Last week in a shock television announcement, he sacked his entire government. Two weeks today, he submits himself to the verdict of Russia's voters in the presidential election. It is an election that Vladimir Putin is guaranteed to win with an overwhelming, almost Soviet-era majority. The dubious reward will be another four years of trying to bend mighty, unruly Russia to his will.
To call this election one-sided is to underestimate Mr Putin's domination. Russia's hard-bitten political commentators are now talking less of an election than a referendum. And in a sense they are right. For the significance of the vote on 14 March lies not in who wins but by how wide a margin and with what level of turnout.
This is what will determine Mr Putin's room for manoeuvre in his second term. It is also why, even though he could safely afford to sit in his Kremlin office inviting in the cameras periodically to show him looking presidential, he has been crossing the country as energetically as any American in a tight race for the White House, meeting and greeting the people and defending his record.
He finished a week's tour of the Pacific Coast and eastern Siberia, flying back yesterday from Krasnoyarsk. The previous week, he was in the less distant and more prosaic region of the lower Volga - expanses of snow-covered plains, forests and rust belt cities that are Russia's conservative heartland. These are the places he needs to convert to faster economic reform, if that is what he wants to achieve.
The pre-election mood here could best be described as placid, with slivers of hope and a good dollop of resignation, and precious little open opposition or even scepticism towards the President. A local reporter called Nastya told me that when Mr Putin stopped over in the small minority republic of Chuvashia: "Some people turned out to see him, but there weren't any demonstrators, not even students, and I think that's a pity.''
There are other signs, too, that these regions of formerly entrenched Communist power maybe reconciled to Mr Putin. Pensioners, who suffered disproportionately from the Soviet collapse as both their place in the system and their state benefits collapsed, no longer look or sound so impoverished. Many of those who come to sell their produce in urban markets are wearing bright jackets and conspicuously new felt boots.
In Arzamas, a city of 120,000 south of lively trading city of Nizhni Novgorod, a group of younger pensioners in a "fashion club'' - one of many voluntary groups set up with charitable and foreign donations - were grudgingly positive about Mr Putin. Fresh from showing their new summer creations, many said that it was much easier now not only to buy food, but to get the dress fabric they wanted.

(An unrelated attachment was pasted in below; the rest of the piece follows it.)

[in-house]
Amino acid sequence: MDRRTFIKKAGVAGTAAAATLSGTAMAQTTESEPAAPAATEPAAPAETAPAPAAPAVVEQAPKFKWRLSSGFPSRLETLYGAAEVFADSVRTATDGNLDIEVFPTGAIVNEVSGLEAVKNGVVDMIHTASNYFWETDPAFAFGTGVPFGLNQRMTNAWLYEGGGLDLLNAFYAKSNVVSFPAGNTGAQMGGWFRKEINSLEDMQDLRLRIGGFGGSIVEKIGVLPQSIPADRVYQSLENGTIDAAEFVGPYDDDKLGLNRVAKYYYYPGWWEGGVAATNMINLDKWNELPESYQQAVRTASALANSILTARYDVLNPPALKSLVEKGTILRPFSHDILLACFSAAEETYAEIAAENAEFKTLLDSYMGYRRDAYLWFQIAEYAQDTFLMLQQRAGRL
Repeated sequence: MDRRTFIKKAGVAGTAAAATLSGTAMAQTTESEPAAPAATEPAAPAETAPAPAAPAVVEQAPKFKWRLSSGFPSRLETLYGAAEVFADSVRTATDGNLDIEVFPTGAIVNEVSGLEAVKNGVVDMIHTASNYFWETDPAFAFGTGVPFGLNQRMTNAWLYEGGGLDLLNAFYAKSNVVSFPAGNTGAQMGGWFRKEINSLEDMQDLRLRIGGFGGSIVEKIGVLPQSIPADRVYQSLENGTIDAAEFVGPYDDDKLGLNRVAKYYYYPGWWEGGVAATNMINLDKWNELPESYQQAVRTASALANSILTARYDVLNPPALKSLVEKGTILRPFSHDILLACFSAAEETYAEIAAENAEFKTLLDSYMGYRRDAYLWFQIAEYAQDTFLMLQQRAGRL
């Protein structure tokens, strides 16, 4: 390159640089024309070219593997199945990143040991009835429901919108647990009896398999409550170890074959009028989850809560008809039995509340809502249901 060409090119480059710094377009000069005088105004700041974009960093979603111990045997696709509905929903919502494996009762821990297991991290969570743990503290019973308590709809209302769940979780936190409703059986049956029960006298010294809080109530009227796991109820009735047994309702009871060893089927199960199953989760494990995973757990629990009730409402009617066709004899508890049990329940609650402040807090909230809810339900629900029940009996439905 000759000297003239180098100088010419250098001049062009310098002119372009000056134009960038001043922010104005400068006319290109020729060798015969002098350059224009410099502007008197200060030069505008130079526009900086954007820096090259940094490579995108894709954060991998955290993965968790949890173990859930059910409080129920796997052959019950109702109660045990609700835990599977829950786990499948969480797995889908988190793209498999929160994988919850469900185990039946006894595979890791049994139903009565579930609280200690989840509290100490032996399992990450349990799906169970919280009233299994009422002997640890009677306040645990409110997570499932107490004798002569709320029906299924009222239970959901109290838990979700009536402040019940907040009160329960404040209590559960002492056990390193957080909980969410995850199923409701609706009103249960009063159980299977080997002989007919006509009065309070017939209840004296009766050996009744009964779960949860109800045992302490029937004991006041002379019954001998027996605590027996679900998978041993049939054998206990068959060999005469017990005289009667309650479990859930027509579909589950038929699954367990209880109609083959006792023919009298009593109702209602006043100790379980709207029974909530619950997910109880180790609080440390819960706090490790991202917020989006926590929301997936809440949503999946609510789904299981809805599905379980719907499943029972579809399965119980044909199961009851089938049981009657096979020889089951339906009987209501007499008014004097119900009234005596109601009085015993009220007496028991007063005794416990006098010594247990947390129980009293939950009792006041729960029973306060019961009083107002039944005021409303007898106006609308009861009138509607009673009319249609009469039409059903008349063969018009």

Pensions were paid on time now - a big difference - and have gone up; you could just about get by with careful budgeting and some jam or handicrafts to sell on the side. Their leading light, Yulia Zhukova, a buxom 72-year-old theatrically attired in black lace, was enthusiastic, while admitting that unlike many of the others she had the advantage of a job. ''Definitely, we live better now,'' she said. "People look and dress better.'' She said she had come around to Mr Putin and felt he surrounded himself with "intelligent, capable people''. Above all, "he has stabilised things''.
The city's deputy mayor who had previously headed the social services department for all 15 years of its existence, was more careful. On balance, she said, Mr Putin had achieved a lot and could achieve more. But when people looked back on the past decade, "they will probably find it very mixed''.
Cities across the lower Volga were devastated by the slump in defence procurement during the 1990s, but none more than Ulyanovsk, which suffered additionally from its formerly privileged status as Lenin's birthplace. The acting director of the giant UAZ car plant, Aleksandr Penkov, confirmed that, like many others, UAZ had cut jobs by more than 25 per cent in the past 10 years and had been on the verge of bank-ruptcy when it was bought by one of the lesser known "oligarchs'' three years ago.
Now, though, he said that the plant's fortunes had settled down and were showing a slight upturn. A weapons complex nearby and another heavy industrial complex, together employing more than 160,000 were in far worse shape. He said that the money for salaries now arrived on time and the regular cash shortages of the mid-1990s had been solved. He recognised that this had nothing directly to do with the President but it meant that workers were generally happier about life and this affected their view of Mr Putin.
President Putin may soon have reason to conclude that what is good for UAZ may be good for Russia, and will not harm his own prospects on the 14 March either.Reuse content